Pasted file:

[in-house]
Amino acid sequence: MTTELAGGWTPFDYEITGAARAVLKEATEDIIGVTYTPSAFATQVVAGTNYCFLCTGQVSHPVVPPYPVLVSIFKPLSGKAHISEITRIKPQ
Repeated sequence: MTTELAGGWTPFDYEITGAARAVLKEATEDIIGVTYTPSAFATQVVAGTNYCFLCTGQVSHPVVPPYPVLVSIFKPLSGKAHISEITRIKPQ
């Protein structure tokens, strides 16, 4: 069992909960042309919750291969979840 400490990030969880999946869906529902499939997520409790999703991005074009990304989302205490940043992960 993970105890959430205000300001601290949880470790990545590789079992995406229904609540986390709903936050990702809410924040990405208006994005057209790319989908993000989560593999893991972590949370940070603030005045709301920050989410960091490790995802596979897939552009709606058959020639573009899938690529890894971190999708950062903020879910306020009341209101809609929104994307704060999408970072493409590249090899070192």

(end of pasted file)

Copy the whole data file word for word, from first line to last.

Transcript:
[in-house]
Amino acid sequence: MTTELAGGWTPFDYEITGAARAVLKEATEDIIGVTYTPSAFATQVVAGTNYCFLCTGQVSHPVVPPYPVLVSIFKPLSGKAHISEITRIKPQ
Repeated sequence: MTTELAGGWTPFDYEITGAARAVLKEATEDIIGVTYTPSAFATQVVAGTNYCFLCTGQVSHPVVPPYPVLVSIFKPLSGKAHISEITRIKPQ
């Protein structure tokens, strides 16, 4: 069992909960042309919750291969979840 400490990030969880999946869906529902499939997520409790999703991005074009990304989302205490940043992960 993970105890959430205000300001601290949880470790990545590789079992995406229904609540986390709903936050990702809410924040990405208006994005057209790319989908993000989560593999893991972590949370940070603030005045709301920050989410960091490790995802596979897939552009709606058959020639573009899938690529890894971190999708950062903020879910306020009341209101809609929104994307704060999408970072493409590249090899070192």